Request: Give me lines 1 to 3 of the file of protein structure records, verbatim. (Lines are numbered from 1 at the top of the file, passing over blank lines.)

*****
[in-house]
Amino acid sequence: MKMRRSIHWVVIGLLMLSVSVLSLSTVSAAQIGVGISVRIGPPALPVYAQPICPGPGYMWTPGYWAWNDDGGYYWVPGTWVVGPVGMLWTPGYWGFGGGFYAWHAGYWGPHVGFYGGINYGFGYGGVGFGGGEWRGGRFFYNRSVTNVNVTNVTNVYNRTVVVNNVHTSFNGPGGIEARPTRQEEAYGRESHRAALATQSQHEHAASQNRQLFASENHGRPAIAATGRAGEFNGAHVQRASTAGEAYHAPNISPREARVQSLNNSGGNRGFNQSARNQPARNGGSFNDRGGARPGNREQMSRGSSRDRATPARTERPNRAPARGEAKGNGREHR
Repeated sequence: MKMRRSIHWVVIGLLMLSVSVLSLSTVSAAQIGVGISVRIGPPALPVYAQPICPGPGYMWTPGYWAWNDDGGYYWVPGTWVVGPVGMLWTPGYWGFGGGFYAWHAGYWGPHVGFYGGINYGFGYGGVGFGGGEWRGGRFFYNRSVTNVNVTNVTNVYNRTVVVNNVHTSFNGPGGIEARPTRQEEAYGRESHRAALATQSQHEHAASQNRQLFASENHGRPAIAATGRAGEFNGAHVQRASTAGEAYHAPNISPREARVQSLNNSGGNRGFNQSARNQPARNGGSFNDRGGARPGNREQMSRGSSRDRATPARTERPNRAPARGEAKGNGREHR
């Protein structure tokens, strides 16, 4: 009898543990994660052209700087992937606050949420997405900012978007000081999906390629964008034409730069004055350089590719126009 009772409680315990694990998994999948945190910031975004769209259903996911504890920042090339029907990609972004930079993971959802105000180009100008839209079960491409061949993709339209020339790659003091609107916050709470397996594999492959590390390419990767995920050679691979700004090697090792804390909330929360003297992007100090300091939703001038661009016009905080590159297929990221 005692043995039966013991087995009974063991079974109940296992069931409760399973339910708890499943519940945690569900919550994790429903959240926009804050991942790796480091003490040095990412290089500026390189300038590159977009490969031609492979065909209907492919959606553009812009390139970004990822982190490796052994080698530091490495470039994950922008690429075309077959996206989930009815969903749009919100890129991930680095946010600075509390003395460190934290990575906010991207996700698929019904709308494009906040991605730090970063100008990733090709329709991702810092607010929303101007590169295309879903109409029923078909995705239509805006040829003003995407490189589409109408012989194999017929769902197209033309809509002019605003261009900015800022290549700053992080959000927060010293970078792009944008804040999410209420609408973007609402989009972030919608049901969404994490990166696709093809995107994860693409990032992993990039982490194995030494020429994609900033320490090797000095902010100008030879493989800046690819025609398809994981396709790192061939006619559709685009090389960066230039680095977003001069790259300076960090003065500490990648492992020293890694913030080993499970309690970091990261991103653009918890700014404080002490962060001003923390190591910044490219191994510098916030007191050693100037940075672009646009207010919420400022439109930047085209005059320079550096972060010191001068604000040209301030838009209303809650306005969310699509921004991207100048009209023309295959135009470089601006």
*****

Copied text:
[in-house]
Amino acid sequence: MKMRRSIHWVVIGLLMLSVSVLSLSTVSAAQIGVGISVRIGPPALPVYAQPICPGPGYMWTPGYWAWNDDGGYYWVPGTWVVGPVGMLWTPGYWGFGGGFYAWHAGYWGPHVGFYGGINYGFGYGGVGFGGGEWRGGRFFYNRSVTNVNVTNVTNVYNRTVVVNNVHTSFNGPGGIEARPTRQEEAYGRESHRAALATQSQHEHAASQNRQLFASENHGRPAIAATGRAGEFNGAHVQRASTAGEAYHAPNISPREARVQSLNNSGGNRGFNQSARNQPARNGGSFNDRGGARPGNREQMSRGSSRDRATPARTERPNRAPARGEAKGNGREHR
Repeated sequence: MKMRRSIHWVVIGLLMLSVSVLSLSTVSAAQIGVGISVRIGPPALPVYAQPICPGPGYMWTPGYWAWNDDGGYYWVPGTWVVGPVGMLWTPGYWGFGGGFYAWHAGYWGPHVGFYGGINYGFGYGGVGFGGGEWRGGRFFYNRSVTNVNVTNVTNVYNRTVVVNNVHTSFNGPGGIEARPTRQEEAYGRESHRAALATQSQHEHAASQNRQLFASENHGRPAIAATGRAGEFNGAHVQRASTAGEAYHAPNISPREARVQSLNNSGGNRGFNQSARNQPARNGGSFNDRGGARPGNREQMSRGSSRDRATPARTERPNRAPARGEAKGNGREHR